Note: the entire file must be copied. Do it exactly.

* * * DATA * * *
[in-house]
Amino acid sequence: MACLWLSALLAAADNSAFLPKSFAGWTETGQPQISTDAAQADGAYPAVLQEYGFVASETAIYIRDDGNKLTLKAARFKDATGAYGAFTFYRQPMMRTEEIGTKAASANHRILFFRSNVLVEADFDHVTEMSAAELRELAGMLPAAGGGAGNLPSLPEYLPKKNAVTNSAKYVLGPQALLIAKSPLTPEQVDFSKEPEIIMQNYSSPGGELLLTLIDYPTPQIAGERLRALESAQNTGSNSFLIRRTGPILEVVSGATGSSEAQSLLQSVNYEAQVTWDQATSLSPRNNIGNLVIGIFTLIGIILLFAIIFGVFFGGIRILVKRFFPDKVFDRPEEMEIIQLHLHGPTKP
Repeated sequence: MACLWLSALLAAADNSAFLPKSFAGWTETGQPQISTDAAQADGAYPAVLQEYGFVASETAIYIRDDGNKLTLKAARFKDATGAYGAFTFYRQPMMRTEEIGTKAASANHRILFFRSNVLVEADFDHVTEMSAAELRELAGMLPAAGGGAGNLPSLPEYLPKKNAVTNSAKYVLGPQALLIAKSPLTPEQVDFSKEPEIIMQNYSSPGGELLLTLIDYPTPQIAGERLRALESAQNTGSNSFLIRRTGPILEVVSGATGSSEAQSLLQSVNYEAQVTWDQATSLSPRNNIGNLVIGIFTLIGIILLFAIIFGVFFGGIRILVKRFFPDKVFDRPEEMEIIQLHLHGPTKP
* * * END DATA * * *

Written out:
[in-house]
Amino acid sequence: MACLWLSALLAAADNSAFLPKSFAGWTETGQPQISTDAAQADGAYPAVLQEYGFVASETAIYIRDDGNKLTLKAARFKDATGAYGAFTFYRQPMMRTEEIGTKAASANHRILFFRSNVLVEADFDHVTEMSAAELRELAGMLPAAGGGAGNLPSLPEYLPKKNAVTNSAKYVLGPQALLIAKSPLTPEQVDFSKEPEIIMQNYSSPGGELLLTLIDYPTPQIAGERLRALESAQNTGSNSFLIRRTGPILEVVSGATGSSEAQSLLQSVNYEAQVTWDQATSLSPRNNIGNLVIGIFTLIGIILLFAIIFGVFFGGIRILVKRFFPDKVFDRPEEMEIIQLHLHGPTKP
Repeated sequence: MACLWLSALLAAADNSAFLPKSFAGWTETGQPQISTDAAQADGAYPAVLQEYGFVASETAIYIRDDGNKLTLKAARFKDATGAYGAFTFYRQPMMRTEEIGTKAASANHRILFFRSNVLVEADFDHVTEMSAAELRELAGMLPAAGGGAGNLPSLPEYLPKKNAVTNSAKYVLGPQALLIAKSPLTPEQVDFSKEPEIIMQNYSSPGGELLLTLIDYPTPQIAGERLRALESAQNTGSNSFLIRRTGPILEVVSGATGSSEAQSLLQSVNYEAQVTWDQATSLSPRNNIGNLVIGIFTLIGIILLFAIIFGVFFGGIRILVKRFFPDKVFDRPEEMEIIQLHLHGPTKP